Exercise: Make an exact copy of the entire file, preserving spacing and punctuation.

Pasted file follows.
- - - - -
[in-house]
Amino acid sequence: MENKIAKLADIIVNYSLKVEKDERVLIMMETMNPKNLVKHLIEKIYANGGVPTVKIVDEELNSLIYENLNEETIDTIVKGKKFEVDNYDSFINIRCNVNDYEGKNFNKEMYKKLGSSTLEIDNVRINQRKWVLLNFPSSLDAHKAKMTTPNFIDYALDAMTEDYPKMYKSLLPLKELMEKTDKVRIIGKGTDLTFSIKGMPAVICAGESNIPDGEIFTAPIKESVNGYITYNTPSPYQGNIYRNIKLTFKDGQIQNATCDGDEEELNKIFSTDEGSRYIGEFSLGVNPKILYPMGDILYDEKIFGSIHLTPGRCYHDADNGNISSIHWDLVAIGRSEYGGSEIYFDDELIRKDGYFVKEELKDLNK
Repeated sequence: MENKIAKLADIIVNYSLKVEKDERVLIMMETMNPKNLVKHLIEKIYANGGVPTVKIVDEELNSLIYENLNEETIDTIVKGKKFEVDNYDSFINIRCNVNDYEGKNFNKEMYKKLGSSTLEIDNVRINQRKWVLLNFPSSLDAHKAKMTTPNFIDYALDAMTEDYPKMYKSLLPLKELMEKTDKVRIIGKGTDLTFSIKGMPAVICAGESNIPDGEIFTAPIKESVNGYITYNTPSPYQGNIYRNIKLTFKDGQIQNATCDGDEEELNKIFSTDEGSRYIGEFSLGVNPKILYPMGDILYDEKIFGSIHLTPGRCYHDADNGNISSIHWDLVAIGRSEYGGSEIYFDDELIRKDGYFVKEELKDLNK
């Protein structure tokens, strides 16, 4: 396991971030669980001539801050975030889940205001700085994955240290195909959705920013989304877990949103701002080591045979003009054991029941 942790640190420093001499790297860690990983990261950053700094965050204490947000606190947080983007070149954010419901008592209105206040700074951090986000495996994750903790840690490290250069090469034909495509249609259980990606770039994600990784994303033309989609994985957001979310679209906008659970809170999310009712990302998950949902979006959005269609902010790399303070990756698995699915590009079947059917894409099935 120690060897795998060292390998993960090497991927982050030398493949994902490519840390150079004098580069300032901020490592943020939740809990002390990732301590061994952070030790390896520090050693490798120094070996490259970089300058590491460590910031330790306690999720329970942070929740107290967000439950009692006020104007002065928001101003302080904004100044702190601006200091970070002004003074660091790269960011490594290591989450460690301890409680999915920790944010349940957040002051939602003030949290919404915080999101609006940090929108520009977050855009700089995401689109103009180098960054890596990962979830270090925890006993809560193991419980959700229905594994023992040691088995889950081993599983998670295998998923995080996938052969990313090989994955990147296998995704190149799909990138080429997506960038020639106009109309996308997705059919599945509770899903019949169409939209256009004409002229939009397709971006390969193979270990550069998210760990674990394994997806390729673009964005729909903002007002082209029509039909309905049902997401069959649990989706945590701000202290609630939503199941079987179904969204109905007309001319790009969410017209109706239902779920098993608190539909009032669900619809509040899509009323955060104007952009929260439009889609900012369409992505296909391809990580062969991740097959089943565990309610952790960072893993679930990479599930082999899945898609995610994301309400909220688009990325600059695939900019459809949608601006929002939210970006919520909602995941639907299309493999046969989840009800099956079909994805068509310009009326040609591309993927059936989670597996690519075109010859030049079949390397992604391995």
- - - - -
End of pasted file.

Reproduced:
[in-house]
Amino acid sequence: MENKIAKLADIIVNYSLKVEKDERVLIMMETMNPKNLVKHLIEKIYANGGVPTVKIVDEELNSLIYENLNEETIDTIVKGKKFEVDNYDSFINIRCNVNDYEGKNFNKEMYKKLGSSTLEIDNVRINQRKWVLLNFPSSLDAHKAKMTTPNFIDYALDAMTEDYPKMYKSLLPLKELMEKTDKVRIIGKGTDLTFSIKGMPAVICAGESNIPDGEIFTAPIKESVNGYITYNTPSPYQGNIYRNIKLTFKDGQIQNATCDGDEEELNKIFSTDEGSRYIGEFSLGVNPKILYPMGDILYDEKIFGSIHLTPGRCYHDADNGNISSIHWDLVAIGRSEYGGSEIYFDDELIRKDGYFVKEELKDLNK
Repeated sequence: MENKIAKLADIIVNYSLKVEKDERVLIMMETMNPKNLVKHLIEKIYANGGVPTVKIVDEELNSLIYENLNEETIDTIVKGKKFEVDNYDSFINIRCNVNDYEGKNFNKEMYKKLGSSTLEIDNVRINQRKWVLLNFPSSLDAHKAKMTTPNFIDYALDAMTEDYPKMYKSLLPLKELMEKTDKVRIIGKGTDLTFSIKGMPAVICAGESNIPDGEIFTAPIKESVNGYITYNTPSPYQGNIYRNIKLTFKDGQIQNATCDGDEEELNKIFSTDEGSRYIGEFSLGVNPKILYPMGDILYDEKIFGSIHLTPGRCYHDADNGNISSIHWDLVAIGRSEYGGSEIYFDDELIRKDGYFVKEELKDLNK
């Protein structure tokens, strides 16, 4: 396991971030669980001539801050975030889940205001700085994955240290195909959705920013989304877990949103701002080591045979003009054991029941 942790640190420093001499790297860690990983990261950053700094965050204490947000606190947080983007070149954010419901008592209105206040700074951090986000495996994750903790840690490290250069090469034909495509249609259980990606770039994600990784994303033309989609994985957001979310679209906008659970809170999310009712990302998950949902979006959005269609902010790399303070990756698995699915590009079947059917894409099935 120690060897795998060292390998993960090497991927982050030398493949994902490519840390150079004098580069300032901020490592943020939740809990002390990732301590061994952070030790390896520090050693490798120094070996490259970089300058590491460590910031330790306690999720329970942070929740107290967000439950009692006020104007002065928001101003302080904004100044702190601006200091970070002004003074660091790269960011490594290591989450460690301890409680999915920790944010349940957040002051939602003030949290919404915080999101609006940090929108520009977050855009700089995401689109103009180098960054890596990962979830270090925890006993809560193991419980959700229905594994023992040691088995889950081993599983998670295998998923995080996938052969990313090989994955990147296998995704190149799909990138080429997506960038020639106009109309996308997705059919599945509770899903019949169409939209256009004409002229939009397709971006390969193979270990550069998210760990674990394994997806390729673009964005729909903002007002082209029509039909309905049902997401069959649990989706945590701000202290609630939503199941079987179904969204109905007309001319790009969410017209109706239902779920098993608190539909009032669900619809509040899509009323955060104007952009929260439009889609900012369409992505296909391809990580062969991740097959089943565990309610952790960072893993679930990479599930082999899945898609995610994301309400909220688009990325600059695939900019459809949608601006929002939210970006919520909602995941639907299309493999046969989840009800099956079909994805068509310009009326040609591309993927059936989670597996690519075109010859030049079949390397992604391995």